As if there aren’t enough things to worry about when purchasing a winery - due diligence, seller demands, financing hassles - there’s the confusing matter of federal Alcohol and Tobacco Tax and Trade Bureau ("TTB") and California Alcoholic Beverage Control ("ABC") winery licensing compliance to grapple with. Buyers want to get down to business as soon as possible, but regulatory compliance dictates otherwise. Those of us tasked with assisting a smooth transition for the winery buyer have the job of explaining the uncomfortable fact that TTB and ABC regulations do not mesh well under these circumstances. The issues stem from conflicting federal and state rules and timelines for issuing new winery permits.
Taking a step back to the basics, a California Type 02 winery permit allows a winery to produce, bottle and sell its wine. The federal equivalent is a federal basic wine producer’s permit and bonded winery registration. Both federal and state licenses must be in place for you to operate your winery.
When a winery changes hands, typically the transfer is achieved via an asset sale. The rationale for this structure is to avoid the buyer unintentionally assuming liabilities that might have been incurred by the old business. Important as this is, it does present difficulties from a licensing standpoint.
Compliance on the state side is somewhat straightforward. The California ABC will issue a temporary permit to the new owner while the person-to-person transfer application for the Type 02 winegrower’s license is being processed. On the other hand, TTB does not issue a temporary permit to a new owner while a new winery permit application is being processed. Instead, the new winery owner has to submit a change of proprietorship application to TTB, which is in essence an application for a new winery permit and registration. It takes about 90 days from the time the application is submitted to obtain a new permit from the TTB, but most winery purchasers want to close much faster than that. Therefore, despite the existence of a temporary permit on the state side, without having the federal basic permit, winery registration and wine bond in place, the purchaser still can’t conduct regular winery business.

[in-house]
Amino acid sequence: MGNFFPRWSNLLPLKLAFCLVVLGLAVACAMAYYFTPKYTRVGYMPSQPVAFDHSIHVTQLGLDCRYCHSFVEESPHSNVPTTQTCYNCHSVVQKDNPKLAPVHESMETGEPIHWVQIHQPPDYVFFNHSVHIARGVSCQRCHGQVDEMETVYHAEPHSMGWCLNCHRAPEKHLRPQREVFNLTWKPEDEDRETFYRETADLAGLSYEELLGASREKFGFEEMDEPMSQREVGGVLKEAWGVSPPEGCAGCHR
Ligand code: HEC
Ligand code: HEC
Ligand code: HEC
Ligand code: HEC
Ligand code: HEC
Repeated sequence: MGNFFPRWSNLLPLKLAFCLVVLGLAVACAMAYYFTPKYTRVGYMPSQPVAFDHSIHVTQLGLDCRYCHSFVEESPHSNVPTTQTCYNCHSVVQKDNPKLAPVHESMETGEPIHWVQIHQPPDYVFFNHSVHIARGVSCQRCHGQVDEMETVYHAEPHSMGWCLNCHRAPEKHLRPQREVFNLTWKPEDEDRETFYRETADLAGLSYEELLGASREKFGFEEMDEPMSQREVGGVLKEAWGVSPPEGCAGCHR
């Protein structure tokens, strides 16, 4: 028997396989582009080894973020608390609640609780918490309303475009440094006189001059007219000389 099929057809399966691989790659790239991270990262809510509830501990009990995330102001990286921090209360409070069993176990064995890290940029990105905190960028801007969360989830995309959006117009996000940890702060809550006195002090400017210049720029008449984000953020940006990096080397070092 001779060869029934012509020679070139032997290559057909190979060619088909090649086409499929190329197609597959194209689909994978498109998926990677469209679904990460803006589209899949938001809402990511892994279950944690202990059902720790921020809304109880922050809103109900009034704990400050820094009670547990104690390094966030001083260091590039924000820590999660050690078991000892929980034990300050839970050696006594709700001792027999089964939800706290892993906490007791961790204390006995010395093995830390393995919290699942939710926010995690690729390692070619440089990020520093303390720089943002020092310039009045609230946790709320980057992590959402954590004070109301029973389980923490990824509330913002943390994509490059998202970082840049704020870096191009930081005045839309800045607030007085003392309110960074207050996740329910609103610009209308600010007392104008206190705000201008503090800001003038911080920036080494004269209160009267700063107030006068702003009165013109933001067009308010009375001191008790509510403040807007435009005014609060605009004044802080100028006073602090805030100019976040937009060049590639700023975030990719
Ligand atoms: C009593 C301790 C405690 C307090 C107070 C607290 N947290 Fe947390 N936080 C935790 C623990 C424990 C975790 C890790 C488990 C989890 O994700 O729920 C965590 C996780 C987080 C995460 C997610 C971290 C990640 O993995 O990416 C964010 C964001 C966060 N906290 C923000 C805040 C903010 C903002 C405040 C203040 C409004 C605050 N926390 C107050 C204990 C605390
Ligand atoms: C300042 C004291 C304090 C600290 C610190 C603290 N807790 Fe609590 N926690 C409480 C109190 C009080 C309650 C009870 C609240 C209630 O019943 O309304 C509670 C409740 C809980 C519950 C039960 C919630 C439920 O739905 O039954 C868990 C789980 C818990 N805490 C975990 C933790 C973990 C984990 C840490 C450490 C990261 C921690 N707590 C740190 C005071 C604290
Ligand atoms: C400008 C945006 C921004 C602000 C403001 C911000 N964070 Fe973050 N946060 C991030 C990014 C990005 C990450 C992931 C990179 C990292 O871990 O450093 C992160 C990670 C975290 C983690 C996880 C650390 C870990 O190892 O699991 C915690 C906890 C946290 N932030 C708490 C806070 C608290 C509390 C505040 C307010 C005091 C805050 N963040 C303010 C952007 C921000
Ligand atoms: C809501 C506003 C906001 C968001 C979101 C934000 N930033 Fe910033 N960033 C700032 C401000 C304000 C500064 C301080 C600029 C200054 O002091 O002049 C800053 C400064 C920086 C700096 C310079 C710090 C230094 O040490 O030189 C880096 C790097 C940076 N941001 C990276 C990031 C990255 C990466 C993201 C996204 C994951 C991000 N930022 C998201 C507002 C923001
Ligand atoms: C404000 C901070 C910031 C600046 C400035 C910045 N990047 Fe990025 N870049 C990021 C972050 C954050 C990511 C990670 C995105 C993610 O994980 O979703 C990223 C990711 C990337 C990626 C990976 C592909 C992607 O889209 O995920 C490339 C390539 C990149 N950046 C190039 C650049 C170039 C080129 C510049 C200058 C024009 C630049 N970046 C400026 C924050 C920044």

The best solution to this tough situation is for the buyer and seller to enter into a transitional services agreement (TSA). Under the TSA, the buyer leases the winery back to the seller after closing and the seller continues to conduct winery operations under its existing permits and bond until all of the buyer’s permits have issued. This involves some cooperation between the parties after closing but is, in the view of the agencies, the best way to proceed in light of the regulations regarding changes in control of winery premises.
No one wants to start their newly purchased winery business by running afoul of federal and state regulations, so make sure to plan ahead and consider these licensing issues as part of the overall sales transaction.
Please contact Caroline Boller at cboller@dpf-law for more information or assistance with these issues.